Infinite banking, also known as the "be the bank" strategy, is a way to use a whole life insurance policy as a savings and spending vehicle. By paying premiums into the policy, policyholders can build up cash value that can be borrowed against for various purposes, such as paying for education or buying a new car. However, as with any financial strategy, it's important to consider the tax implications of infinite banking when planning your finances.
With that said, here are 4 reasons why you should use Infinite Banking as a tax strategy 👊
1. Cash Value
First, it's important to understand that the cash value of a whole life insurance policy grows on a tax-deferred basis. This means that you do not have to pay taxes on the interest and dividends that accrue within the policy as long as the policy remains in force. However, if you withdraw cash value vs take out a loan from the policy, you may have to pay taxes on the withdrawal. The tax implications of money received will depend on whether the withdrawal is considered a loan or a distribution (withdrawal), and whether the policy is considered a modified endowment contract (MEC).
A loan taken from the cash value of a whole life insurance policy is not considered a taxable event. The loan is not considered as a withdrawal (distribution) of cash value, however, it is not considered as taxable income because the policyholder is technically borrowing the life insurance company's money. However, interest paid on the loan is tax-deductible.
3. Withdrawal or Distribution
A withdrawal or distribution, on the other hand, is considered a taxable event. If you withdraw cash value from the policy, the amount withdrawn will be considered as income and will be subject to taxes. Also, if the policy is considered a MEC (Modified Endowment Contract), the distribution will be subject to an additional 10% penalty tax.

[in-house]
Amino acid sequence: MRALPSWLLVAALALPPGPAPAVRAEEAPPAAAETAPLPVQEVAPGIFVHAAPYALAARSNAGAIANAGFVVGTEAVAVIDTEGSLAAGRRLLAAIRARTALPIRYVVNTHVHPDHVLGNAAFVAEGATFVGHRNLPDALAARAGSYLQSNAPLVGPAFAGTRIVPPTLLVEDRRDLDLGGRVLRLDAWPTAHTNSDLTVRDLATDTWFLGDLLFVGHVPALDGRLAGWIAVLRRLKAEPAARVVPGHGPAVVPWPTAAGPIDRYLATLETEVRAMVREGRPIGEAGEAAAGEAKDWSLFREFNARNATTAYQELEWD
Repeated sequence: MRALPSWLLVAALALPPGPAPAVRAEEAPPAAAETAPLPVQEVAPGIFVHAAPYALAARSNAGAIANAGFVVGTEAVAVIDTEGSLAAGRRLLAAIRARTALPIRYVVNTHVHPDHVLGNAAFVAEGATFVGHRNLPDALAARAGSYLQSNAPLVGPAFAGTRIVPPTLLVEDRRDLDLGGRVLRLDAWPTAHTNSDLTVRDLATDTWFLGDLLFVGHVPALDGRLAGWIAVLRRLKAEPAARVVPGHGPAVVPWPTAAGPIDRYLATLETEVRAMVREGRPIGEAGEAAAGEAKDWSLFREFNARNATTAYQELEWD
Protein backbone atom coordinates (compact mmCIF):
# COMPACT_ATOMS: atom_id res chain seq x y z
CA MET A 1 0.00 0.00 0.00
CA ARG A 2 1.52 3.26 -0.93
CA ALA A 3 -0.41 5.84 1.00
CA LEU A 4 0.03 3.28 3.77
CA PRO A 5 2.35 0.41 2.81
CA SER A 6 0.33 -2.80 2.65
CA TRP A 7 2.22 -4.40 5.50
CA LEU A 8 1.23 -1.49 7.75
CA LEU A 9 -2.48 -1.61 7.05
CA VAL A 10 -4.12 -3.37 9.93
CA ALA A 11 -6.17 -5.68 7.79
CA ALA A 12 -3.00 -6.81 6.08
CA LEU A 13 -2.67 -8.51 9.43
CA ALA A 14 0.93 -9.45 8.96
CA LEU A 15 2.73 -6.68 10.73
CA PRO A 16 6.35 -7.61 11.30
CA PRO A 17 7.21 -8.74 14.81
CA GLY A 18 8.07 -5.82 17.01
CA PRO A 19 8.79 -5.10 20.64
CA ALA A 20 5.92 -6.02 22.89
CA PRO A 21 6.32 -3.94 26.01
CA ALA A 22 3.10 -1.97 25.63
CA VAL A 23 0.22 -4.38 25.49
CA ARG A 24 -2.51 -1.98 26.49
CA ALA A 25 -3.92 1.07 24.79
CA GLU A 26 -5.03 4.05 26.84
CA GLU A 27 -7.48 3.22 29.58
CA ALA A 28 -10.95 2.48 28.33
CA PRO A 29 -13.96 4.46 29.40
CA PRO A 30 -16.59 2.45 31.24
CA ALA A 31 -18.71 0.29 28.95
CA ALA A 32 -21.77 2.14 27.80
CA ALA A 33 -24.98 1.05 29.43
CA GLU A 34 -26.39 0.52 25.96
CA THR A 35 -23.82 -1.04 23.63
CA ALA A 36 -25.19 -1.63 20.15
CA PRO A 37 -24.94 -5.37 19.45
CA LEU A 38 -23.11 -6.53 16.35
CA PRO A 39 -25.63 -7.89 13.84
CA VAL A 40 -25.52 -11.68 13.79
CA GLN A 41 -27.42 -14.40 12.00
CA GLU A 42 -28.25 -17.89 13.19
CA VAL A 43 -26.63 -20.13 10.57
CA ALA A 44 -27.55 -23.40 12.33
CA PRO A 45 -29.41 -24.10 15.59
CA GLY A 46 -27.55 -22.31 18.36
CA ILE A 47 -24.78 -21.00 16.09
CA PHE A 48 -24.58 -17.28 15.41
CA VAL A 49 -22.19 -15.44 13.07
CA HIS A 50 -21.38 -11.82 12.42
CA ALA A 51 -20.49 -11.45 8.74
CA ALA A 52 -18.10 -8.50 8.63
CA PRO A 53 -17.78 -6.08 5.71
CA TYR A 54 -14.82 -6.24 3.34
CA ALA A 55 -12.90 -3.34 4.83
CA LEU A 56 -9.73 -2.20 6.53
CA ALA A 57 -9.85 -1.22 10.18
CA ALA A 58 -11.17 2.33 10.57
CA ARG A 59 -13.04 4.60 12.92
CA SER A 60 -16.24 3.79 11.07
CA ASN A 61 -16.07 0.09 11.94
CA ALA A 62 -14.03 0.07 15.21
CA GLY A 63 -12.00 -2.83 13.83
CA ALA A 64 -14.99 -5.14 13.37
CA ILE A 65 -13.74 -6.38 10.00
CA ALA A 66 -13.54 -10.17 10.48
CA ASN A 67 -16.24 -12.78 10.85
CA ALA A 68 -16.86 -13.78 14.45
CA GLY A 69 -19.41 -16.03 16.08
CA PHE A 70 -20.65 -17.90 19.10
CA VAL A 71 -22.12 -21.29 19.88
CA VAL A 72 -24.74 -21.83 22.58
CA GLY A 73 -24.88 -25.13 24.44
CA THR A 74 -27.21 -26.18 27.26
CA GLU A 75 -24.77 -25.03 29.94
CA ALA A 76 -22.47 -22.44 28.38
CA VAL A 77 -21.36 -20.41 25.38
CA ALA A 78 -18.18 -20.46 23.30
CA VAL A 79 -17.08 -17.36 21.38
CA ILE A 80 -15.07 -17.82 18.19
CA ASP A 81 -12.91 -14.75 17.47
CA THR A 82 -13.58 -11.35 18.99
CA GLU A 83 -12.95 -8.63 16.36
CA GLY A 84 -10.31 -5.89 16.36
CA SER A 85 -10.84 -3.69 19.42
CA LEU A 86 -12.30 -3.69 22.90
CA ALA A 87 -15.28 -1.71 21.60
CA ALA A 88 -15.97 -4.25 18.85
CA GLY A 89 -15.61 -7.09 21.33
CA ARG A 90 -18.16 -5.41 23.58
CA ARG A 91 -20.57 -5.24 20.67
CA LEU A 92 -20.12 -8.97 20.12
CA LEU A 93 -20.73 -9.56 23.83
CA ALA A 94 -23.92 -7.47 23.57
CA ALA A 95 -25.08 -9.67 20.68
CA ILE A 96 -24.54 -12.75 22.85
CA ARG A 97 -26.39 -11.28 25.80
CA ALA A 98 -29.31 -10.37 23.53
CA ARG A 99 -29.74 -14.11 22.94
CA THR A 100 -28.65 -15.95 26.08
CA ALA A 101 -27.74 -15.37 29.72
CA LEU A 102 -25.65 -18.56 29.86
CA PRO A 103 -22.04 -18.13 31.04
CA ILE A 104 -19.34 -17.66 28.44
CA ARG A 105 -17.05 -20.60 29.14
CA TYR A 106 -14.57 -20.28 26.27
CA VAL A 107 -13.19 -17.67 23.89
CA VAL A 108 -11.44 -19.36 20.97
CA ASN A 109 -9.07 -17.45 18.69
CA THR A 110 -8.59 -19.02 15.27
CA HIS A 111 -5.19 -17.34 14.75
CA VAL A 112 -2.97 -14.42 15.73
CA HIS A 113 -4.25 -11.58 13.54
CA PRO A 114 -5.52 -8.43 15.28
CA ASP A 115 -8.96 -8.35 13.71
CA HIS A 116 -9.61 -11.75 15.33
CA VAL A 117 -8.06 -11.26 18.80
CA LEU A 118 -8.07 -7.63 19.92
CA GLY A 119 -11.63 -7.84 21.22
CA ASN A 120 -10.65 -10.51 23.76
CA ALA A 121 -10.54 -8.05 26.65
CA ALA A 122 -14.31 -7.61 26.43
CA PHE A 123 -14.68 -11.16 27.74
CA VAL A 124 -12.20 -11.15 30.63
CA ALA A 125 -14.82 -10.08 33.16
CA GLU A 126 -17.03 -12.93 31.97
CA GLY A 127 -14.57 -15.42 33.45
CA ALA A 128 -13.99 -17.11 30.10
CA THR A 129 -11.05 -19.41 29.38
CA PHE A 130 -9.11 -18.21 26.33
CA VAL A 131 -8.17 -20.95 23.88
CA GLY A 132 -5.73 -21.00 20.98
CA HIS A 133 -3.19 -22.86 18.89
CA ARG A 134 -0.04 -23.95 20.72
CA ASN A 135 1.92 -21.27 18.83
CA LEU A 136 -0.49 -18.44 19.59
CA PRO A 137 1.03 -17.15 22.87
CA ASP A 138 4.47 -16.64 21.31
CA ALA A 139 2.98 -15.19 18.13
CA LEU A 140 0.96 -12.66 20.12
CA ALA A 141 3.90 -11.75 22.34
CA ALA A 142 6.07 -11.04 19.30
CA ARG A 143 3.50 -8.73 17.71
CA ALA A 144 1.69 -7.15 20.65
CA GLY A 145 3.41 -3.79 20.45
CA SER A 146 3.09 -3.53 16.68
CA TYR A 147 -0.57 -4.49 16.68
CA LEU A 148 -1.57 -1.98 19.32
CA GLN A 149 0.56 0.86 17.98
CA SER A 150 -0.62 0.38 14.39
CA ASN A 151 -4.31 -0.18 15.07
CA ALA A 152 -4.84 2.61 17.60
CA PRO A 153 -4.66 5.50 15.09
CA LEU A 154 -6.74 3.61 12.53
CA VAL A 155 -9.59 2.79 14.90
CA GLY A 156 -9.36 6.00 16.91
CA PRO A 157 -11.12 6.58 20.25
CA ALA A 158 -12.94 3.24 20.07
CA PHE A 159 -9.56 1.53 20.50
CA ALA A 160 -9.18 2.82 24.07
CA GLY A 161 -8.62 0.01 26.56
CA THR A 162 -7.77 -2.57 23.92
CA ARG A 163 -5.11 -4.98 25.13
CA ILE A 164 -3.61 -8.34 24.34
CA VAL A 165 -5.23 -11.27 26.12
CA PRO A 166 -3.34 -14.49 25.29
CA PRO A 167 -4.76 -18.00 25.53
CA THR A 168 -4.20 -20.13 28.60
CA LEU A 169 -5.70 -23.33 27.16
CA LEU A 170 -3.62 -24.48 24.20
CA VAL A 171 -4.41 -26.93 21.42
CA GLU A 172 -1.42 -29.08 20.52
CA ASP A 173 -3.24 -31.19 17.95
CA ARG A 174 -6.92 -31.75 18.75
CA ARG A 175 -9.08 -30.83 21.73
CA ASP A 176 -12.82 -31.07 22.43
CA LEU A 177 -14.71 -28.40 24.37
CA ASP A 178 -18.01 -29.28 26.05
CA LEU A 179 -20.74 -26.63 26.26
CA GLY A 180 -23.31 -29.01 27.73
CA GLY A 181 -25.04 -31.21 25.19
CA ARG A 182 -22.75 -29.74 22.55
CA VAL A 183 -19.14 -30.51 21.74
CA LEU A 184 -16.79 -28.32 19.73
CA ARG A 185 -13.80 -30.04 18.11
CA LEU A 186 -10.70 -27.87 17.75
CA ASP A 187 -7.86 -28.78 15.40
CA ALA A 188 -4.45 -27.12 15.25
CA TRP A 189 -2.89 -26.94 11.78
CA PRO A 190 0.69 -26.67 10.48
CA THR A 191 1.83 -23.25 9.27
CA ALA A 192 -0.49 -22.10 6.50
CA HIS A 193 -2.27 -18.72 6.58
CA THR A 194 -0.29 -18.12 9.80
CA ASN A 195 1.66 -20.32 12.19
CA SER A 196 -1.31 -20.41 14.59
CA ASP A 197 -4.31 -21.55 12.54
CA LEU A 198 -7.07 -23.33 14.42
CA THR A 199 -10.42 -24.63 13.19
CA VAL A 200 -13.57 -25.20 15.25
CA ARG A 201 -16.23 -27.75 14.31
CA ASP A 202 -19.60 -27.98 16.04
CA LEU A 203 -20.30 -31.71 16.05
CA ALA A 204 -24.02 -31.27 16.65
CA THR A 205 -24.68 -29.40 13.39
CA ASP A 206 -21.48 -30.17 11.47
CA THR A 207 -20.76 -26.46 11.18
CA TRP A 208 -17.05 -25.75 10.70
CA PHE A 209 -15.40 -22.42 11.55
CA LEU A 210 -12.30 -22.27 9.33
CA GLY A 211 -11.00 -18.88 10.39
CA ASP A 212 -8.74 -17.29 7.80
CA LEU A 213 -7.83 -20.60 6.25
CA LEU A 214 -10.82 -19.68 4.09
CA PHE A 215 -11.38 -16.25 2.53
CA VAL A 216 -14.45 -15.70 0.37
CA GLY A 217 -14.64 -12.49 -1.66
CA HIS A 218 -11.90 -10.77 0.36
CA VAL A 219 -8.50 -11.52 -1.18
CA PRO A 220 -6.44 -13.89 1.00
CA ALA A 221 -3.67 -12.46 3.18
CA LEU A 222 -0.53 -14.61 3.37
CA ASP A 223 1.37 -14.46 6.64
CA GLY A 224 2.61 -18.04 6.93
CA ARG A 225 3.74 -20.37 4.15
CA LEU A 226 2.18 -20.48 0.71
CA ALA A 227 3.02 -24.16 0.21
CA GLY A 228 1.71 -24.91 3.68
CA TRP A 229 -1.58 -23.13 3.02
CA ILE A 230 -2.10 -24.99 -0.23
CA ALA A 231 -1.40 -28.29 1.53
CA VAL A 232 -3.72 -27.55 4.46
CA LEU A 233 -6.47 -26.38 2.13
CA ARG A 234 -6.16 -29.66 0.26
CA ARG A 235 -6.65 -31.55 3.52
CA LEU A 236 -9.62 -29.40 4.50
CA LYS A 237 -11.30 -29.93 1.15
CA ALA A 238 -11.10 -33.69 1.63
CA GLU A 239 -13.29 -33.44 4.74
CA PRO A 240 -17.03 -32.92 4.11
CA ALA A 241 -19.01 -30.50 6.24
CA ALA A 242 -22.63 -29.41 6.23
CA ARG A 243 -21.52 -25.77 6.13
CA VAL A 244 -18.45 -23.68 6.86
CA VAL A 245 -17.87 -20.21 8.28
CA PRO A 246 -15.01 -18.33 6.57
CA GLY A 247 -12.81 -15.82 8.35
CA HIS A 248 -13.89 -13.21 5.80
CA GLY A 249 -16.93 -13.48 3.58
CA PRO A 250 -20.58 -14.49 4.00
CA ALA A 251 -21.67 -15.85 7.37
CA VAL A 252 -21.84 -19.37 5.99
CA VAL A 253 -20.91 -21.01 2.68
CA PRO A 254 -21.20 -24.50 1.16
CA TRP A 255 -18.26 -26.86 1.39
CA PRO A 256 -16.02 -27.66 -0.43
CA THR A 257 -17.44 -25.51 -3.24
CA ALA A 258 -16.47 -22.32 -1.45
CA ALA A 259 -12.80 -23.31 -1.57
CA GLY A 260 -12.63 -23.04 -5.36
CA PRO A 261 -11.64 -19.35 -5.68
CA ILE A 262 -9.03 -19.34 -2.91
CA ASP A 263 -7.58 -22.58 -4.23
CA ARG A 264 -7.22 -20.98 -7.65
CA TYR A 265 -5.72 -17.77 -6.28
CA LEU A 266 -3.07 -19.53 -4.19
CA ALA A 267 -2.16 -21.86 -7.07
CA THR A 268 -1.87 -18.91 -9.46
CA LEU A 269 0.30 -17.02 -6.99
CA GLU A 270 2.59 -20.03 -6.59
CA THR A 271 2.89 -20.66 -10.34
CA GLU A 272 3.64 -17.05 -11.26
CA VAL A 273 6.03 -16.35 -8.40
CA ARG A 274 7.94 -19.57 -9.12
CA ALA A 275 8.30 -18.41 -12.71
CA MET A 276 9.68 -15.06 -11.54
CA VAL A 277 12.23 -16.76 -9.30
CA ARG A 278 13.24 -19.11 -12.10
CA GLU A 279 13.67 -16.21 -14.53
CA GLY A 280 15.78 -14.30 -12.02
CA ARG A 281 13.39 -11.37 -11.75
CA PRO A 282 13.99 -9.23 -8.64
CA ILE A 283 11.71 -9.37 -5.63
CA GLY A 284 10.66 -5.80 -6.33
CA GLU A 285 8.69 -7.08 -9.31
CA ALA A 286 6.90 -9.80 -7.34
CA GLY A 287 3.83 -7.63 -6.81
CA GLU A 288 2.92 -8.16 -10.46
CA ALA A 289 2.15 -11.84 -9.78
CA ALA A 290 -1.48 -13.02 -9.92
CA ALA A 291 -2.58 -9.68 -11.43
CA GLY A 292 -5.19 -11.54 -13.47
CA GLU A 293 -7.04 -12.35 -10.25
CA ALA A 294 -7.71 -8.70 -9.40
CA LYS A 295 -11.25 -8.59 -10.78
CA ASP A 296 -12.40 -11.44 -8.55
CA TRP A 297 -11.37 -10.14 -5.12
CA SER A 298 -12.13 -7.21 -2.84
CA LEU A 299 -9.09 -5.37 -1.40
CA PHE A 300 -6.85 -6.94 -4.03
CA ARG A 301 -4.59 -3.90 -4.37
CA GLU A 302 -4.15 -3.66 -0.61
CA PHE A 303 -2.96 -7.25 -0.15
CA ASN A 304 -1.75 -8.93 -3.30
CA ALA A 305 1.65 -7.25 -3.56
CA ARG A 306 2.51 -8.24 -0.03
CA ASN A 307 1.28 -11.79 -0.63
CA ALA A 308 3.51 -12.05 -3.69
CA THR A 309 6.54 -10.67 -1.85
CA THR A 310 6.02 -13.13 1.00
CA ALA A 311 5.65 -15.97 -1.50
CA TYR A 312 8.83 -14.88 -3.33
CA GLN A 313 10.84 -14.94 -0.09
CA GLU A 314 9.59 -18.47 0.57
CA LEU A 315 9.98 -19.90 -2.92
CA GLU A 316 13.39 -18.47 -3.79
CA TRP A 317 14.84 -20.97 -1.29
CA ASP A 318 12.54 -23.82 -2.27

4. Loan Repay
It's important to note that if you borrow from the cash value of a whole life insurance policy and then do not pay the loan back, the unpaid portion of the loan will not be considered as earned income or distribution. Instead, it will be deducted from the death benefit upon the death of the insured. This means that the beneficiaries will receive a death benefit that is reduced by the unpaid loan amount. It's important to consider this when borrowing from the cash value of a policy and if not repaid then the death benefit will b e reduced.
When planning your taxes with an infinite banking policy, it's important to consult with an infinite banking practitioner like https://www.iownmybank.com and a tax professional to ensure that you are aware of the potential tax implications, if any, of your actions. Additionally, you should be aware of the tax laws and regulations in your state that can impact the taxability of the policy.
In conclusion, infinite banking can be a valuable tool for building wealth and achieving financial goals, but it's important to understand the tax implications of the strategy and to plan accordingly. By working with an infinite banking practitioner and a tax professional, you can ensure that you are using your policy in the most tax-efficient way possible and maximizing the benefits of the strategy.
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